Employee-Owned Tech: Still a Tough Sell in the Building


A short while back I disagreed with our Rob Enderle (as well as the rest of my team) on the plausibility of the "employee-owned" PC model, which occasionally is batted around as a potential cost-control practice for business.


Today, Rob visited the topic again, this time in light of Acer's acquisition of Gateway -- and its strong presence in the educational market -- being a possible precursor to a new model for providing employees with computing tools and support without necessarily providing the hardware that runs them.


I can see the logic in suggesting that inherently mobile workers, along with those that can simply afford it, would be happier picking their own neato laptop (or to look a few years down the line, UMPC or ultra-smartphone) that for much of the day will be used as a personal device, anyway. Virtualization skews in favor of the model with the promise of sessions that IT can totally lock down when the devices are being used for business.




But there are still major problems with the model, and as always they come back to the economic reality of asking entry-level employees and front-line data workers to take a $1,000 or so hit out of their $25,000 salary or part-time wages for a core computing device.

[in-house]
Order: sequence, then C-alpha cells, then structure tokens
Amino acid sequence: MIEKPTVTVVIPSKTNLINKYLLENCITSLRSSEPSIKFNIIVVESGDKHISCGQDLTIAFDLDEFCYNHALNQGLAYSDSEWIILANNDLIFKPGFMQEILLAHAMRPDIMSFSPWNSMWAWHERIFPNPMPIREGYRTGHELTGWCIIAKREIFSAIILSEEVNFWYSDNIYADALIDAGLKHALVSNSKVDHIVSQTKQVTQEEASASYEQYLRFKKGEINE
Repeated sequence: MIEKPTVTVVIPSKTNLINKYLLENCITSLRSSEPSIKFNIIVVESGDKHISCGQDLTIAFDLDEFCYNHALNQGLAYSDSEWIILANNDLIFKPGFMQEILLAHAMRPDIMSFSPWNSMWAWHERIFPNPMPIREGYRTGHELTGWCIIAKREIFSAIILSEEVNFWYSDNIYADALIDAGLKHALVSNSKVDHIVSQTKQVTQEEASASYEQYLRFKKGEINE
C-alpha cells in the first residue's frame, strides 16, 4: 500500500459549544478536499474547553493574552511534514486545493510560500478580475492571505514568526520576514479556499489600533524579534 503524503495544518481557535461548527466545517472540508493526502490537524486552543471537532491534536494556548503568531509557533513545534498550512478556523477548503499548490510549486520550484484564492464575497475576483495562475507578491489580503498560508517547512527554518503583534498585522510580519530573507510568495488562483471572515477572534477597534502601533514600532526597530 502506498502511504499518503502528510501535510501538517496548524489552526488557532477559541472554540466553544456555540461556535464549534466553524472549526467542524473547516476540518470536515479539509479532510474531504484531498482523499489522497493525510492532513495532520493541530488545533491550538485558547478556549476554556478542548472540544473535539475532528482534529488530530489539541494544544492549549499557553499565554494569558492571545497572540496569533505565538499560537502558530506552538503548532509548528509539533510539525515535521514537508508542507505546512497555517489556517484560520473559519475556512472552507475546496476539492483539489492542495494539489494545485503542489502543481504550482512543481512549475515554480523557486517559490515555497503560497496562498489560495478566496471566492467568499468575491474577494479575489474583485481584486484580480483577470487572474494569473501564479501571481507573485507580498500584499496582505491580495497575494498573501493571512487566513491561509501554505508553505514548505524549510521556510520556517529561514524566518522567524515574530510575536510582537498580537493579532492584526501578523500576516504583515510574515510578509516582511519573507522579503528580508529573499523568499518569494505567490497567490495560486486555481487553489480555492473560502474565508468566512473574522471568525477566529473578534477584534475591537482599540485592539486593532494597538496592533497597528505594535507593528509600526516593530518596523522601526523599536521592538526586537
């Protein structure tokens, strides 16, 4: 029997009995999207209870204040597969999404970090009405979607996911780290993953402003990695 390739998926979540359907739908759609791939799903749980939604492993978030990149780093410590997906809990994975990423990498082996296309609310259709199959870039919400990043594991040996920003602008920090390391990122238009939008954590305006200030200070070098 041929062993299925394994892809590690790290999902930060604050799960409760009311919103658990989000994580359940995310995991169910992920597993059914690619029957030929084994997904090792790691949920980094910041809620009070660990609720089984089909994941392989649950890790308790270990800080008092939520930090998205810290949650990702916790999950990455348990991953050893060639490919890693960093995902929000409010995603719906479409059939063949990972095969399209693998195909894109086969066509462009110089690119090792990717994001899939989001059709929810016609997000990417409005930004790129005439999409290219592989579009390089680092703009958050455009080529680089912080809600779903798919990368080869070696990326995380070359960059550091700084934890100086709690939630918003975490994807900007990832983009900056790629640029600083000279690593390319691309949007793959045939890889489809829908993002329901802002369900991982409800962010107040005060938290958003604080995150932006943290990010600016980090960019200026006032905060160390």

Today, Rob points to the success some educational systems have seen in requiring students to provide their own laptops as an example of the user-owned model in action. I knocked around the Web a bit looking for some stats on how common a practice this is, and what I found was a lot of info on universities with such policies. Of course, universities expect their students to pay $120 for $50 textbooks; take it from me, if you want to see the budgetary dementia brought on by knowing you can raise tuition 8 percent to 10 percent a year with impunity, deal with a university for about 10 minutes.


My nephew is lucky enough to attend a private school; he provides his own laptop. Here's a glowing vendor write-up of a student laptop program in economically depressed neighborhoods in our own home base of Louisville, Ky. Guess what? The schools paid for the hardware.


There are peripheral concerns involved in having employees think of their in-office technology as being fundamentally personal, as well. I found this interesting discussion of such issues, including desktop images and the like, at the Texas Tech University Web site. Certainly, virtualization will be able to obviate many of these pitfalls, but not all of them -- there's all kinds of stuff employees can do with offline personal communication devices (their mouths, for example) that companies need to be concerned about from a liability standpoint. Swearing off control of machines that aren't currently logged on to their virtual sessions won't be a panacea for every risk -- but then again, what is?


So I can certainly see a model in which in-house business hardware becomes quite similar to POS systems -- totally locked in to task -- while employees who need (or just want and can afford) the flexibility of an ultra-groovy mobile device can foot the bill. The pressure to afford this kind of flexibility will only increase if devices are unlocked from network providers -- iPhones for all!


But I don't see how that will help Acer sell desktops, or even laptops, which are yesterday's news, anyway.

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